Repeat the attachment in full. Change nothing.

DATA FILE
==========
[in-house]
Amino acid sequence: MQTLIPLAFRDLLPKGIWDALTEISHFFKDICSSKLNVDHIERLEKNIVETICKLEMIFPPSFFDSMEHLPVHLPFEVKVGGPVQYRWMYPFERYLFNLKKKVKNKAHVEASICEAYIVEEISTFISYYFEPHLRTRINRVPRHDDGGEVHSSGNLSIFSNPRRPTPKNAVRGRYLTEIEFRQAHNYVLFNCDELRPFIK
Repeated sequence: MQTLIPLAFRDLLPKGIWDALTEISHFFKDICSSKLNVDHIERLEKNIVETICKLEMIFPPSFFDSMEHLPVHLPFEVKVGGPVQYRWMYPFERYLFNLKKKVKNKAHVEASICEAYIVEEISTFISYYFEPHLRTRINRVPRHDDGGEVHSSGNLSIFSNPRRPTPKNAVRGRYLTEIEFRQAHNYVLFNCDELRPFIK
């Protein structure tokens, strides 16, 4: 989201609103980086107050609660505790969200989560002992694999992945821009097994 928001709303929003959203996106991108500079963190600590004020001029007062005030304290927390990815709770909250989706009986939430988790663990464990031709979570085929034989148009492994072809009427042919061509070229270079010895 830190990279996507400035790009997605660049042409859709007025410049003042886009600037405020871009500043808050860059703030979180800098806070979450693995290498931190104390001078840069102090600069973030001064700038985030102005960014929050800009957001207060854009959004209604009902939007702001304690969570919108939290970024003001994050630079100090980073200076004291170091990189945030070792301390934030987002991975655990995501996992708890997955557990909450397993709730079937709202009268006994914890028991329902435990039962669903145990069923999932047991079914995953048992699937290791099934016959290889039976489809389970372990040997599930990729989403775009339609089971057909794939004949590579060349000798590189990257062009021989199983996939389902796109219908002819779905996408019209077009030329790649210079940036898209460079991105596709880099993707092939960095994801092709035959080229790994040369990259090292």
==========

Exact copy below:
[in-house]
Amino acid sequence: MQTLIPLAFRDLLPKGIWDALTEISHFFKDICSSKLNVDHIERLEKNIVETICKLEMIFPPSFFDSMEHLPVHLPFEVKVGGPVQYRWMYPFERYLFNLKKKVKNKAHVEASICEAYIVEEISTFISYYFEPHLRTRINRVPRHDDGGEVHSSGNLSIFSNPRRPTPKNAVRGRYLTEIEFRQAHNYVLFNCDELRPFIK
Repeated sequence: MQTLIPLAFRDLLPKGIWDALTEISHFFKDICSSKLNVDHIERLEKNIVETICKLEMIFPPSFFDSMEHLPVHLPFEVKVGGPVQYRWMYPFERYLFNLKKKVKNKAHVEASICEAYIVEEISTFISYYFEPHLRTRINRVPRHDDGGEVHSSGNLSIFSNPRRPTPKNAVRGRYLTEIEFRQAHNYVLFNCDELRPFIK
């Protein structure tokens, strides 16, 4: 989201609103980086107050609660505790969200989560002992694999992945821009097994 928001709303929003959203996106991108500079963190600590004020001029007062005030304290927390990815709770909250989706009986939430988790663990464990031709979570085929034989148009492994072809009427042919061509070229270079010895 830190990279996507400035790009997605660049042409859709007025410049003042886009600037405020871009500043808050860059703030979180800098806070979450693995290498931190104390001078840069102090600069973030001064700038985030102005960014929050800009957001207060854009959004209604009902939007702001304690969570919108939290970024003001994050630079100090980073200076004291170091990189945030070792301390934030987002991975655990995501996992708890997955557990909450397993709730079937709202009268006994914890028991329902435990039962669903145990069923999932047991079914995953048992699937290791099934016959290889039976489809389970372990040997599930990729989403775009339609089971057909794939004949590579060349000798590189990257062009021989199983996939389902796109219908002819779905996408019209077009030329790649210079940036898209460079991105596709880099993707092939960095994801092709035959080229790994040369990259090292």